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  1. Taoism The Great Tao flows everywhere. It may go left or right All things depend on it for life. and it does not turn away from them. It accomplishes its task, but does not claim credit for it. It clothes and feeds all things but does not claim to be master over them. Tao Te Ching, chapter 30

  2. Lao Tzu and Chuang Tzu

  3. Origins of Taoism • The origins are ancient, dating back to the time of Conf ucius: 551-479. • Taoism’s beginnings are shrouded in mystery. • It is not certain whether the founder of Taoism, Lao Tzu, ever actually existed. • There are accounts, however legendary, about Lao Tzu

  4. Lao Tzu • Born in 604 B.C. E., his name means “old master.” • He was conceived by a shooting star. • When his mother gave birth to him, he was already eighty two years old, a wise man with flowing white hair. • He worked as a government archivist. • Eventually, he became disinchanted with the corruption of government. • He left his town after taking three days to write down his words of wisdom, The Tao Te Ching.

  5. The Tao Te Ching • Authored by Lao Tzu, it is Taoism’s foundational text. • It is 81 short chapters, dating back to the 3rd. century, b.c.e. • It contains many paradoxes and profound teachings on living in harmony with nature. • Chapter 56 = Echoes of such mystery are heard repeatedly. Those who know do not speak; Those who speak do not know.

  6. Chuang Tzu • Taoism’s second founder seems to have lived from 369 to 286 b.c.e. • The Chuang Tzu, his text, is as important as the Tao Te Ching but not as well known. • He is known for his humor, profound lessons and stories. • The central theme of his work is the relativity of things: “Who is to say, it asks, exactly what is good, what ought to be done, or even who we are, when answers to such questions are so dependent on particular circumstances?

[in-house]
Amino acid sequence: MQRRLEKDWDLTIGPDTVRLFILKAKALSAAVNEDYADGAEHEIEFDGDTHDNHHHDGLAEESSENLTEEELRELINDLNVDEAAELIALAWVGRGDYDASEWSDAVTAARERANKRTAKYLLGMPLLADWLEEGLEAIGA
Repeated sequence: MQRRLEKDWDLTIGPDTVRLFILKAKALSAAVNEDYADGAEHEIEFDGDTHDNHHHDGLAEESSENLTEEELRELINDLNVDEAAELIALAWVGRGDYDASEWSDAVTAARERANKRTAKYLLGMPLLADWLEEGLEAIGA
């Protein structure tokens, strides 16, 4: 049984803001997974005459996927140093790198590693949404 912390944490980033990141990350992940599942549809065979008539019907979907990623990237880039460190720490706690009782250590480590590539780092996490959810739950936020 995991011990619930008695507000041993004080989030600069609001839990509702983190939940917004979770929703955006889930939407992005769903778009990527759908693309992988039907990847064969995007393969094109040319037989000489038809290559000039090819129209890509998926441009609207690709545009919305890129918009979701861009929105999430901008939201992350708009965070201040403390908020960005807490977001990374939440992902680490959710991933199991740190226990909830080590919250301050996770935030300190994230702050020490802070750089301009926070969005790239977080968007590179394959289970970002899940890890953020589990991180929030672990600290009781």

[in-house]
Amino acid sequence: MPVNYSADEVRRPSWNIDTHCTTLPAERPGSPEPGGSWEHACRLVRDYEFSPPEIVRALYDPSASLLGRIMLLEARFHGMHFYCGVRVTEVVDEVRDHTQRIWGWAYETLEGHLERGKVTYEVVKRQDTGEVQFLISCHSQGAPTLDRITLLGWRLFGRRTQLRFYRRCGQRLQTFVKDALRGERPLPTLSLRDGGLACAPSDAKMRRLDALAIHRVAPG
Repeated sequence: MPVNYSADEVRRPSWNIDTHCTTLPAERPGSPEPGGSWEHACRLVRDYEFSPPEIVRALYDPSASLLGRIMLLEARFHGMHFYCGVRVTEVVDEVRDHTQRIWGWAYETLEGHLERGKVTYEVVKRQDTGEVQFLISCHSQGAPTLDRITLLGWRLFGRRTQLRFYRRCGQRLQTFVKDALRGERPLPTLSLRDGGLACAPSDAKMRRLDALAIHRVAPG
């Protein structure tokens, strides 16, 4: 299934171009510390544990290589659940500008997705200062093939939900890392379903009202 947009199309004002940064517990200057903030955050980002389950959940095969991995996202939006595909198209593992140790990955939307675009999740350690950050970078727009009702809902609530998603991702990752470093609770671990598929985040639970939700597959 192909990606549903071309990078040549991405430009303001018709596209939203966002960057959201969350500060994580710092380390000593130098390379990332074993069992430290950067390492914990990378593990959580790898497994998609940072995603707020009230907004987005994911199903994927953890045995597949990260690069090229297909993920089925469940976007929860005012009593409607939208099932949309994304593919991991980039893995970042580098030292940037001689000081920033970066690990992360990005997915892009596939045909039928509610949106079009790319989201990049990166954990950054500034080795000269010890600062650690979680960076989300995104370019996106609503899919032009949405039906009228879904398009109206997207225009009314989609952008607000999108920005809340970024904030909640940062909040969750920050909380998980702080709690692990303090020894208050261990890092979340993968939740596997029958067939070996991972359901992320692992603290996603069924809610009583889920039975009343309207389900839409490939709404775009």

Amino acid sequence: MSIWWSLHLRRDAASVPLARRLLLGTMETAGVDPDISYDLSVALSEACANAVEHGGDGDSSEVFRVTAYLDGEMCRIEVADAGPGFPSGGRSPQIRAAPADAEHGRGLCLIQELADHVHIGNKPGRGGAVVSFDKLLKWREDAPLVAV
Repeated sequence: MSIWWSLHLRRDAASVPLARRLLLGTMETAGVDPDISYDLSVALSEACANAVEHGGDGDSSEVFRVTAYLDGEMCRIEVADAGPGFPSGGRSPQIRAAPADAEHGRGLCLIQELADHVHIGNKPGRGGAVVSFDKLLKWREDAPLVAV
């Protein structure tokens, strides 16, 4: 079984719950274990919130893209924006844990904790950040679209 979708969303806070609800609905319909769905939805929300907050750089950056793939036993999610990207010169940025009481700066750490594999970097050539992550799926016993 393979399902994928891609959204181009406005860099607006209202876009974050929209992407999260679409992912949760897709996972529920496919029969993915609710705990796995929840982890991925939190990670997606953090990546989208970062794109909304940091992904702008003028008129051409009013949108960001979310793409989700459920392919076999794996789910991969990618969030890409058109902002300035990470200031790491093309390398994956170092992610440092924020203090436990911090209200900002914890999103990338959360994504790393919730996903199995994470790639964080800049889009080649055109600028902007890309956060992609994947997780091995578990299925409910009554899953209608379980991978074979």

7. The Philosophy of Tao • Tao is both the ultimate source and principle of order in the universe. • Tao has two components, yin and yang. • Taoism regards moral values as relative and avoids absolute moral judgments. • Taoism literature says nothing about the afterlife and depicts death as one of nature’s transformations from one state to another. • Humans are part of the grand harmony of nature and to live in accord with the Tao is the only way to thrive.

  8. Yin and Yang

  9. Yin Negative Passive Feminine Earthly yang Positive Active Masculine Heavenly Traits of Yin and Yang

  10. Virtues in Taoism • Wu-wei = primary virtue and means “non-action.” To practice wu-wei is to be so perfectly in harmony with nature that its energy infuses and empowers the individual. • Humility and noncompetition • Naturalness and naturalism • Nonaggression and passive rule